The upshot of it all was, I wondered whether anyone else had ever envied the existance of an inanimate object? Well?
Tuesday, March 24, 2009
I have been flat out all morning dear reader. I actually ache from the exertion of all this thinking and mad typing. But I have squeezed 5 minutes in my schedule to write to you because I am annoyed that I have indigestion from having to inhale my lunch and, well, its my life. Oh, and because on the way to work this morning I was surprisingly awake and mulling over good music albums.
Not entirely sure why, but I constructed a pleasing list of three albums which I think are awesome for a very particular reason. An album you see (in my book) is not just a collection of fabulous toooons. Those tunes in time will find themselves broken apart on itunes, mix CDs and greatest hits albums. But a truly masterful album has to be heard in its entirety. It is a bit like a classical thingy (I don't listen to classical music so don't really know what a whole symphony thing of tracks is called in classical stuff, but I know people sit in theatres and listen entranced as it all flows on from each other). Perhaps a bad comparison. Anyway.... Here are my top 3 albums under this criteria. Or top 3 that I thought of on my way to work today. Now I am a little sad that I didn't include Wham! The Final, but four isn't as satisfying a number as three... anyway. What are yours?
Rumours, Fleetwood Mac
Viva La Vida, Coldplay
Monday, March 23, 2009
Russell Brand has spent the last week or so flirting his way through Australia. If you are unsure who he is (where have you been??) he is the man-who-lost-his-hairbrush-in-1997 who rose to fame by claiming to be a sex addict, sleeping with thousands of women, befriending the likes of Kate Moss, getting Jonathan Ross into trouble with Radio Two and - in between all that - actually being really rather funny.
He came out here with his stand up show and his been mincing through the usual line up of talk-show appearances, radio interviews and parties. Take outs from his interview with Rove ran all (bloomin') week on Channel 10 and the newspapers' gossip pages were filled with accusations that every eligible bachelorette in Sydney has been linked with him. Particularly at risk were politicians daughters it seems.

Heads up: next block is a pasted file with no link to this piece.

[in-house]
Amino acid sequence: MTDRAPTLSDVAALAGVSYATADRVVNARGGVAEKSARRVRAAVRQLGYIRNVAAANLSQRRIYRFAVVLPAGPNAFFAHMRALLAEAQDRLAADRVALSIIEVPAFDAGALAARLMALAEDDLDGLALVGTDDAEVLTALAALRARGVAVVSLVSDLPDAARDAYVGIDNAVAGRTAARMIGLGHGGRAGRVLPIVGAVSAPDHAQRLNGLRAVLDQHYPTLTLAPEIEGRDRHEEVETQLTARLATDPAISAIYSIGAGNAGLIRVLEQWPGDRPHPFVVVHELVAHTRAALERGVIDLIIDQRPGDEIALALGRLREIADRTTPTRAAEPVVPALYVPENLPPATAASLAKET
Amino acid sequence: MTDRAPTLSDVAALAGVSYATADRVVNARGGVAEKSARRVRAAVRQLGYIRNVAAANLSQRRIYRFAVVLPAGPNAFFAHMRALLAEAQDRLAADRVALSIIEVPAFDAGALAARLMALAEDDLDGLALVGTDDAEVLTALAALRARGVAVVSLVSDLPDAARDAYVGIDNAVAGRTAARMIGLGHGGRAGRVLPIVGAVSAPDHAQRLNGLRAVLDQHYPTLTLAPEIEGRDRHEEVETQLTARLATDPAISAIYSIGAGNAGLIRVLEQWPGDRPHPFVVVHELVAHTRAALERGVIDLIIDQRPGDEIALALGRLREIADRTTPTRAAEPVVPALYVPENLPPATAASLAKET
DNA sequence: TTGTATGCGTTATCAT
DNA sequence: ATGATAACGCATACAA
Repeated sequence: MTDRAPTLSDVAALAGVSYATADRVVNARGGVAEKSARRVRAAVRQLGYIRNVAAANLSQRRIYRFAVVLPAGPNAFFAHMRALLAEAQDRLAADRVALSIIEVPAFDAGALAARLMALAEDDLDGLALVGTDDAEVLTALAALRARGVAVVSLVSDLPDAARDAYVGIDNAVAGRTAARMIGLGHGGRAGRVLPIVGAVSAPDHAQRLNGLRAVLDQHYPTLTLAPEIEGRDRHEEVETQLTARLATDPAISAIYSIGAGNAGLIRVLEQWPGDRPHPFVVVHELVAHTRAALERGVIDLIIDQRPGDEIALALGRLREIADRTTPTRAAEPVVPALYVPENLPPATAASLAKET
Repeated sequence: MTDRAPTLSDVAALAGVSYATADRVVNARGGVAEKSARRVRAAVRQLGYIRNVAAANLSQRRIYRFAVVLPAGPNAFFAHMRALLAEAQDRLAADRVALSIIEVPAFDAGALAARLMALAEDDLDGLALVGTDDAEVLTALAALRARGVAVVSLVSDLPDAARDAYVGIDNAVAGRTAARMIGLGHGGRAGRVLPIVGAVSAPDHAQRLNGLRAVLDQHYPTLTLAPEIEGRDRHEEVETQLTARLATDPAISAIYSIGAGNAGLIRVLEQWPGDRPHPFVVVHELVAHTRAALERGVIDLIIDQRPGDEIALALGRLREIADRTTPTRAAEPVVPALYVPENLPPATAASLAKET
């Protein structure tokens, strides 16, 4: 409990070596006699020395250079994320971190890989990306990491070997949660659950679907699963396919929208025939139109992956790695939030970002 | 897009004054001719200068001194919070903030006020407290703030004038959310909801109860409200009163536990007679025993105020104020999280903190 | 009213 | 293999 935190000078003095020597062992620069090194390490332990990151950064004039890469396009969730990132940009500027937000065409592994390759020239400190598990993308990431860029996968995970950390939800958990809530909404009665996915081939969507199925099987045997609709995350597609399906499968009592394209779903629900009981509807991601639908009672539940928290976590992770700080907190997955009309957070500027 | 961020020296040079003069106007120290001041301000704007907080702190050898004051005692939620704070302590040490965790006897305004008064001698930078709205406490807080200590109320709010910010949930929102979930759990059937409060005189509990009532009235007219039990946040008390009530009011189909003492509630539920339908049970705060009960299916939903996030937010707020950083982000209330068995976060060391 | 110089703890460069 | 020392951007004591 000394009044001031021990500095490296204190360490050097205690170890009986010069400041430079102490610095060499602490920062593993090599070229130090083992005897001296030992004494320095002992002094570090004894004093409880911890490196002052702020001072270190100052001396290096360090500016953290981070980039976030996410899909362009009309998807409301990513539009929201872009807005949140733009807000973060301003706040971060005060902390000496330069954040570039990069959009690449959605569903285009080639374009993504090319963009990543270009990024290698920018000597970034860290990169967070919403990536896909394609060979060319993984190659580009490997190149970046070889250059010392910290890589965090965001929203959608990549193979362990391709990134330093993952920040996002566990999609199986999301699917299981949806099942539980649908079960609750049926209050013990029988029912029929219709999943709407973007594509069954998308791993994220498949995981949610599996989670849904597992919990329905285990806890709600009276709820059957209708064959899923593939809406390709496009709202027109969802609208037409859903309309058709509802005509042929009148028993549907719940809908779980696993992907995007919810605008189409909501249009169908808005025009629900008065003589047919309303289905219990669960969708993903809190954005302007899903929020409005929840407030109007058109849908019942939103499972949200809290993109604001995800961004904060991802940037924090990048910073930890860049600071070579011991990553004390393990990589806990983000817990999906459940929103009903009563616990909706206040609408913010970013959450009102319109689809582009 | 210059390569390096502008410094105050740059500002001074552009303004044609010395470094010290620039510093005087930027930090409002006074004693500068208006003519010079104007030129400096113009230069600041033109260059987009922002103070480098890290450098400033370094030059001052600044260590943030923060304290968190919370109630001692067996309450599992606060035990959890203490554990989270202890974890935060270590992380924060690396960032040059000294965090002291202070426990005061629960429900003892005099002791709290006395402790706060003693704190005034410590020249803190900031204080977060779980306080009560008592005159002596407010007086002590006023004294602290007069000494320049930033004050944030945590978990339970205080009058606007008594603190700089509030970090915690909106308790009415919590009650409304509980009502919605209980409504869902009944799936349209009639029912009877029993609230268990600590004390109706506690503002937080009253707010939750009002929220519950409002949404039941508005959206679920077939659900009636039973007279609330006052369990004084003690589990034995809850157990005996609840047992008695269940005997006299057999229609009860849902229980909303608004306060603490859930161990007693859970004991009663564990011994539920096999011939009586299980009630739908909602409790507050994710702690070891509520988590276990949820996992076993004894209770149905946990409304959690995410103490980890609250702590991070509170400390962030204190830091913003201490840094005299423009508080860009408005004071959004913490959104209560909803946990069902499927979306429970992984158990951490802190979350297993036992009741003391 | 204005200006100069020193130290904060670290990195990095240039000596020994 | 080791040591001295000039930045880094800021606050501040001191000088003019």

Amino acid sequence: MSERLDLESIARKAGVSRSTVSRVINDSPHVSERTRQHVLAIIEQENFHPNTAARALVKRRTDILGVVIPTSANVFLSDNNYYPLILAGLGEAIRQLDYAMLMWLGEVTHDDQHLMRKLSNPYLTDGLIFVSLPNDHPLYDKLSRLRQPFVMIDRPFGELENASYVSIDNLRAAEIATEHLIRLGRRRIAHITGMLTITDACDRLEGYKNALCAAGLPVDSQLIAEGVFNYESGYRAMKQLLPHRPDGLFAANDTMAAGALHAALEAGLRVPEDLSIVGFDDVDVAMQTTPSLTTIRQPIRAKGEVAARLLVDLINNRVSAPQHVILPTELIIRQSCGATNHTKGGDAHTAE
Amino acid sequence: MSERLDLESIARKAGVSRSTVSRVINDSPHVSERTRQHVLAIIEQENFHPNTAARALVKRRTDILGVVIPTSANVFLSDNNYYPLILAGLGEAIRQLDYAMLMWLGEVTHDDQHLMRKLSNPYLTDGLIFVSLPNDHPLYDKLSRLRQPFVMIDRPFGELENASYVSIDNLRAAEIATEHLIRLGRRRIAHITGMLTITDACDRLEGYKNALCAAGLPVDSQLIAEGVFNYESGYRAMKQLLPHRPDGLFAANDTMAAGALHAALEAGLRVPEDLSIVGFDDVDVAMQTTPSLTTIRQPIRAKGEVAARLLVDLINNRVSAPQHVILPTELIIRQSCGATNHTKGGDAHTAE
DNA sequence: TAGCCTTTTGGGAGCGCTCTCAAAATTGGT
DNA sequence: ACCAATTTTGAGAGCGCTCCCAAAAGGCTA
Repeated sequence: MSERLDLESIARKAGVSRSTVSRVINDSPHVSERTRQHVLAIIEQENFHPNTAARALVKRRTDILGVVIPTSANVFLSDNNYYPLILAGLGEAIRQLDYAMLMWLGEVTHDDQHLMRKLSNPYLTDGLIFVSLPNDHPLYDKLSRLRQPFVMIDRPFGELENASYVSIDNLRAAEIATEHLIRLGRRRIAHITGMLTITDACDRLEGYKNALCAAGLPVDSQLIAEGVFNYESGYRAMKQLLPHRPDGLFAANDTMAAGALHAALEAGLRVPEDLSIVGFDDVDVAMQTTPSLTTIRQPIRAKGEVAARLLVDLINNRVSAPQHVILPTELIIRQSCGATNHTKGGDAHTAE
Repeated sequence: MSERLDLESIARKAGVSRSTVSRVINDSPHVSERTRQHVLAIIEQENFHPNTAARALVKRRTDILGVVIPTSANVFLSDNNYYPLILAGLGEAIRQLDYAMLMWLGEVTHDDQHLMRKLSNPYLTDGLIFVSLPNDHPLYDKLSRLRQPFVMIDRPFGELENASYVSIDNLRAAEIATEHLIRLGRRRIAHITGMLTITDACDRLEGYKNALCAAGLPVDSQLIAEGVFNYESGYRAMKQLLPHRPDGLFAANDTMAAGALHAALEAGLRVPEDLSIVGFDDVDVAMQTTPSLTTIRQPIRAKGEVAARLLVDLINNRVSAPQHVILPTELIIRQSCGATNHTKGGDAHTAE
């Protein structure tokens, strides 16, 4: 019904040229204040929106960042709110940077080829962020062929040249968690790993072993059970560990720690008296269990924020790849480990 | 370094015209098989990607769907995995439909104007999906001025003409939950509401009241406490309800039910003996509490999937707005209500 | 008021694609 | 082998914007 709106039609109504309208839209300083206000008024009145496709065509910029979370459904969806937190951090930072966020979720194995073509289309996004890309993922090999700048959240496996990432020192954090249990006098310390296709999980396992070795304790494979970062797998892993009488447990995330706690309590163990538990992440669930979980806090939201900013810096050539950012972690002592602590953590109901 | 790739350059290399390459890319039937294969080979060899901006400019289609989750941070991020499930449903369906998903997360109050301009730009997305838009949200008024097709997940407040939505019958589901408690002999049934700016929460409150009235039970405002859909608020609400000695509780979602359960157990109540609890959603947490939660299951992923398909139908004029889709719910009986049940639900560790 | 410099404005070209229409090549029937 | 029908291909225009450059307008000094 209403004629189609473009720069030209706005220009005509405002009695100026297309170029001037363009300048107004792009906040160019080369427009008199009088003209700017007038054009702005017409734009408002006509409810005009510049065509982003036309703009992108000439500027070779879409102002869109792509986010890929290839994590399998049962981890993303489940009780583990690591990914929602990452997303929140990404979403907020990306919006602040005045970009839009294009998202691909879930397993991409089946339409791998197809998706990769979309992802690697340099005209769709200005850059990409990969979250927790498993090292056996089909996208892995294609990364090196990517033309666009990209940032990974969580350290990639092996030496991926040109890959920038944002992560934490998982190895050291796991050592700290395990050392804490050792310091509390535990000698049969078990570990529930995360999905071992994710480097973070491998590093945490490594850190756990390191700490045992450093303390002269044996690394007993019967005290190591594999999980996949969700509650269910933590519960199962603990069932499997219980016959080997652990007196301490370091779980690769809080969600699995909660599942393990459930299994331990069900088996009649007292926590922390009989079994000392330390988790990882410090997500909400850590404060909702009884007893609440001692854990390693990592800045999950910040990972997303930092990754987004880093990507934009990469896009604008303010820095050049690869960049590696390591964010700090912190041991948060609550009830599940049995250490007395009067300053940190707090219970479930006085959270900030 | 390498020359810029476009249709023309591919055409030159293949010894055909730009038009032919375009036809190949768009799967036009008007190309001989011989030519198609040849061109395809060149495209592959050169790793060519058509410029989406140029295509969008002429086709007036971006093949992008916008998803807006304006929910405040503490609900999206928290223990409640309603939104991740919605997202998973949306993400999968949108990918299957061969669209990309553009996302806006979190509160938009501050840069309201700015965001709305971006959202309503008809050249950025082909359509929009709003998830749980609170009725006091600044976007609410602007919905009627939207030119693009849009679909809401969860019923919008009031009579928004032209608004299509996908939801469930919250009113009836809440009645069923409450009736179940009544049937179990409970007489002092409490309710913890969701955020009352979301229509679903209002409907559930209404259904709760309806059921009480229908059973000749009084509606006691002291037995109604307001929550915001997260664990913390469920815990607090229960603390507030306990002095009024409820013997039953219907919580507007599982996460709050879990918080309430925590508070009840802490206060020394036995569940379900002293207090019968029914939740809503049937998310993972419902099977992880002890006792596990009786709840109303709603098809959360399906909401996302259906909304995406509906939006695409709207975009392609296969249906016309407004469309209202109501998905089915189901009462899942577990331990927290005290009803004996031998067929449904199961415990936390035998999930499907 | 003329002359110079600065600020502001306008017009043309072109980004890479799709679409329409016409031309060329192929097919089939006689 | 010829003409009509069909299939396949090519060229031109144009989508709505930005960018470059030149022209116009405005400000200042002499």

Anyway, I like Russell Brand and his rather risque humour and have been intruiged by his reception Down Under. Australia likes him. Really likes him. They seem almost caught out by this distinctly unpommy Pom. He is intelligent (all good comedians usually are) and I even find him alarmingly good looking (don't ask me why - as mentioned earlier I am aware of the lack of hairbrushing and am not ignorant to the possible link with other general hygiene).
However one thing hasn't sat right with me, and that is the use of the word "charming" to describe him. A hit with the ladies? Doubtless. Good in bed? Presumably. Cheeky? Of course. But charming?
I (perhaps wrongly) associate charming with gentlemanly behaviour. My grandmother would have said of someone (not him!!) "What a charming man" if they pulled a chair out for her to rest upon while making polite comments about her new lilac hat.
Can a man who texts a woman at 3.15am asking her back to his hotel for what she must certainly know will be anything but gentlemanly shenanigans be charming?
Mulling it over on the weekend I finally today thought to look up the dictionary meaning.
charm⋅ing [chahr-ming]So that must be it. He is a magician weaving his strange spell over the public of Australia. That explains it. Well, good luck to him!
1.Pleasing; delightful: a charming child.
2.Using charm; exercising magic power.
Thursday, March 19, 2009
Today, dear reader, we have a guest post! Our first ever here on TOE so I hope you are as excited as me.
It started life as an email discussion among the great and good of Boo (Letchworth Book Group to give it its full name, as I haven't mentioned it for a while) and the response from Felicity was too good to keep to a closed group. So here is Felicity's list of things which annoy her. It's gold.